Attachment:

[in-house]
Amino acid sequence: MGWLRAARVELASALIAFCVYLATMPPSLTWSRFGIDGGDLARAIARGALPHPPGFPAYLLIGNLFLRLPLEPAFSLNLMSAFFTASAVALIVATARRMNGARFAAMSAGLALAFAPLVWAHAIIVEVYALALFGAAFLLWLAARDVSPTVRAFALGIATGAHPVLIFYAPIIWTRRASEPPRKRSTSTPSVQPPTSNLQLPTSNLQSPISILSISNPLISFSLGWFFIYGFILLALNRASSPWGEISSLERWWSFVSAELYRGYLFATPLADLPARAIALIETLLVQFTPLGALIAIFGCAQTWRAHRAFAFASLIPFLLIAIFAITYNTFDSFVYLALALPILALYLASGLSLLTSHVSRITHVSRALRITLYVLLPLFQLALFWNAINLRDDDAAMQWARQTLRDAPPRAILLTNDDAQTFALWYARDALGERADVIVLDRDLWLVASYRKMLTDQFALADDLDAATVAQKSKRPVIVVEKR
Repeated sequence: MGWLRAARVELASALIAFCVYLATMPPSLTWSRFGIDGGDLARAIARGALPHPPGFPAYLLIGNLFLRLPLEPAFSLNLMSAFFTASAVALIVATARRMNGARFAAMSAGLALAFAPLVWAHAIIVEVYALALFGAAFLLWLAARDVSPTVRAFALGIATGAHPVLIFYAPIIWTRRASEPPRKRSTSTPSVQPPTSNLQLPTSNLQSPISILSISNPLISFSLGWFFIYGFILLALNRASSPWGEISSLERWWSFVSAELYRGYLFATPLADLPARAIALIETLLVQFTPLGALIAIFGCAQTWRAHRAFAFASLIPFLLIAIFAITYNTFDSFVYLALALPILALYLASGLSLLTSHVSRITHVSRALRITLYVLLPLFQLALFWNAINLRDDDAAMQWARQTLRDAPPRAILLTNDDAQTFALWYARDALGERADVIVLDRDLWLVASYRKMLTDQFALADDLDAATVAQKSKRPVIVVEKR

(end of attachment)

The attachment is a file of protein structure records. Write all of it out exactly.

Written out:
[in-house]
Amino acid sequence: MGWLRAARVELASALIAFCVYLATMPPSLTWSRFGIDGGDLARAIARGALPHPPGFPAYLLIGNLFLRLPLEPAFSLNLMSAFFTASAVALIVATARRMNGARFAAMSAGLALAFAPLVWAHAIIVEVYALALFGAAFLLWLAARDVSPTVRAFALGIATGAHPVLIFYAPIIWTRRASEPPRKRSTSTPSVQPPTSNLQLPTSNLQSPISILSISNPLISFSLGWFFIYGFILLALNRASSPWGEISSLERWWSFVSAELYRGYLFATPLADLPARAIALIETLLVQFTPLGALIAIFGCAQTWRAHRAFAFASLIPFLLIAIFAITYNTFDSFVYLALALPILALYLASGLSLLTSHVSRITHVSRALRITLYVLLPLFQLALFWNAINLRDDDAAMQWARQTLRDAPPRAILLTNDDAQTFALWYARDALGERADVIVLDRDLWLVASYRKMLTDQFALADDLDAATVAQKSKRPVIVVEKR
Repeated sequence: MGWLRAARVELASALIAFCVYLATMPPSLTWSRFGIDGGDLARAIARGALPHPPGFPAYLLIGNLFLRLPLEPAFSLNLMSAFFTASAVALIVATARRMNGARFAAMSAGLALAFAPLVWAHAIIVEVYALALFGAAFLLWLAARDVSPTVRAFALGIATGAHPVLIFYAPIIWTRRASEPPRKRSTSTPSVQPPTSNLQLPTSNLQSPISILSISNPLISFSLGWFFIYGFILLALNRASSPWGEISSLERWWSFVSAELYRGYLFATPLADLPARAIALIETLLVQFTPLGALIAIFGCAQTWRAHRAFAFASLIPFLLIAIFAITYNTFDSFVYLALALPILALYLASGLSLLTSHVSRITHVSRALRITLYVLLPLFQLALFWNAINLRDDDAAMQWARQTLRDAPPRAILLTNDDAQTFALWYARDALGERADVIVLDRDLWLVASYRKMLTDQFALADDLDAATVAQKSKRPVIVVEKR